UV-82 radios are programmed using CHIRP software. Chirp does not work on XP but it does work on the latest version of Linux. Try a download from chirp.danplanet and see if it works. If not, you will need to borrow a laptop.
You will need a programming cable. PLEASE don’t buy a cheap one. It will drive you crazy with frustration. 99.9% of all programming problems that users are having where the computer does not read or write to the radio is because people buy the cheap cable with the cloned prolific chip and need to downgrade drivers. Get a cable with a genuine FTDI chip. Trust me. You will thank me. (Our forum hosts sell great FTDI cables.)
Next step is that you need the list of frequencies. Those you should have already, but if you don’t, you can borrow a Baofeng from another park and use that to read their radio, then enter the frequencies on your own radio model.
In CHIRP, use the UV-82 model if your radios are the older model UV-82 or the UV-82C. If you got the UV-82HP, use that model in CHIRP. (They have two different models because the HP has different power settings from the regular UV-82.)
Ignore anyone who recommends or tries to sell you an “upgrade” antenna. I have tested nearly everything on the market, and there is little to be gained (and sometimes, lots to be lost) with any antenna other than the factory one. Again, you will thank me. (I have the advantage of dozens of UV-82C radios at my disposal, so I can easily test them back-to-back in real world conditions.)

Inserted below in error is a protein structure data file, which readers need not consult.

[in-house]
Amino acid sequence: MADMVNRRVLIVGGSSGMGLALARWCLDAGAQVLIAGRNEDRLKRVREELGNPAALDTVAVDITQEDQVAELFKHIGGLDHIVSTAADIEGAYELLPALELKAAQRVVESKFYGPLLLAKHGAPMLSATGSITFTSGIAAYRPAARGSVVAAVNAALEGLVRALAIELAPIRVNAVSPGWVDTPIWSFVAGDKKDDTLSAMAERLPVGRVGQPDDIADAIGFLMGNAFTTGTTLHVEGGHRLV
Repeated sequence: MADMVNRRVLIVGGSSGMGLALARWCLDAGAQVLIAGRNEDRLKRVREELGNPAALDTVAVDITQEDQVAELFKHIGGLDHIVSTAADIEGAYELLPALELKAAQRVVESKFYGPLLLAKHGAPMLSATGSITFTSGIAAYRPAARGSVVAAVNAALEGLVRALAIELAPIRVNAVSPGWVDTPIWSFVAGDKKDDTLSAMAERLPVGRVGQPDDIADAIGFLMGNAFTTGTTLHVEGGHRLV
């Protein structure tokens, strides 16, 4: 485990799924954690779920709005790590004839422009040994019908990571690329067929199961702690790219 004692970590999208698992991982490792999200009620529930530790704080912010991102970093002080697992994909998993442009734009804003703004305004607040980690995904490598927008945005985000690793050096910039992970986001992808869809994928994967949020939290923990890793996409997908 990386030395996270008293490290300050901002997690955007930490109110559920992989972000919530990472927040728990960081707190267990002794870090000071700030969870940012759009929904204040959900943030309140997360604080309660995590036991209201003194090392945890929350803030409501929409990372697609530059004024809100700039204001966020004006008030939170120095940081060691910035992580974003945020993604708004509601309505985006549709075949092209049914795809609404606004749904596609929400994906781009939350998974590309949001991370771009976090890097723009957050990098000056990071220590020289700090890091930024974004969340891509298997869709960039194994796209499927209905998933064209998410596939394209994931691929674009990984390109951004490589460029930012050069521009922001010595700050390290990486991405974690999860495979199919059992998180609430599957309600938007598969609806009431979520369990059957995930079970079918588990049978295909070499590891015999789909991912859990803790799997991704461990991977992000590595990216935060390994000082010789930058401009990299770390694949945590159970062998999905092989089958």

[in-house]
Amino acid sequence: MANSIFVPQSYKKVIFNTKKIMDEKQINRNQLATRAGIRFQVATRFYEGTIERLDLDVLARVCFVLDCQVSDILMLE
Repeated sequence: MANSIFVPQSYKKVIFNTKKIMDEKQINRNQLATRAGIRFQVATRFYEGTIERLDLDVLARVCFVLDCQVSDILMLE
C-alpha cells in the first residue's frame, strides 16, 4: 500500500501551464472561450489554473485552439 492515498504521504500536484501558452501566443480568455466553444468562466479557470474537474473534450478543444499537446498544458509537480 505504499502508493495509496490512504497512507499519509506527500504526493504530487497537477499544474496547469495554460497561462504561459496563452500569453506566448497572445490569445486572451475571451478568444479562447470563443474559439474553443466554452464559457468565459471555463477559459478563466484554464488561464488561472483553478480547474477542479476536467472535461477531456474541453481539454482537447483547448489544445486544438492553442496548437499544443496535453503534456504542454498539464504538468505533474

The UV-82 is pretty good as far as range and clarity is concerned. Like most cheap Chinese radios, they desense easily and are not very selective in their receiving, so if they get too close to each other, they won’t talk to each other. If you seem to lose a signal when a few feet away, move farther apart.
If you are disappointed at the quality of the UV-82 (and they are one of the best of the Baofeng line) then I suggest looking at Wouxun. They are much higher cost, but higher quality. The UV6D works with CHIRP and is licenced for Part 90. The newer UV7D (that I love) is also a Part 90 (business band) radio, but only works with Wouxun software. (I had no problem programming a UV7D from buytwowayradios for business bands.) Both are rated for basic water resistance too; a plus when outdoors.
The TYT radios are also nice, and higher quality than Baofeng. The new TYT TH-UV88 seems like a good substitute for the UV-82, BUT (and this is a big but) it is not licenced for Part 90. CHIRP supports the UV88, but there is no guarantee you can “open up” the frequency range to include the business band you need. Most Ham radios (even many of the Part 90 radios) now come from China “locked” to Ham bands only in firmware, and are difficult and sometimes impossible to “unlock.” Personally, I would stick to radios listed as Part 90 approved, and the vendor can guarantee they are open to the full spectrum of VHF, or can be “unlocked” to the full spectrum. (Your radio licence is in the 150MHz band, but the Ham band stops at 148MHz.)
One other approach is to look at DMR radios such as the TYT MD-UV380 or the VHF version of the TYT MD-390. They are Part 90 digital radios that can also be programmed for analog frequencies. (Which is what you will need.) The MD-390 is particularly attractive because it is water and weather resistant (that most other handhelds are not.) Why digital when you are only using them on analog channels? Good quality; good sound in analog, and easy to program (once you stay away from the digital frequencies) plus they come with the cable. The downside is that you will need a Windows 8 or 10 laptop.
Bottom line. Get an FTDI chip programming cable; borrow a laptop; borrow another Park’s Baofeng to read the frequencies if you don’t have them already, and see how you like the UV-82. For the price, they are hard to beat. If you eventually want better quality and more weather resistance, look at Wouxun or TYT.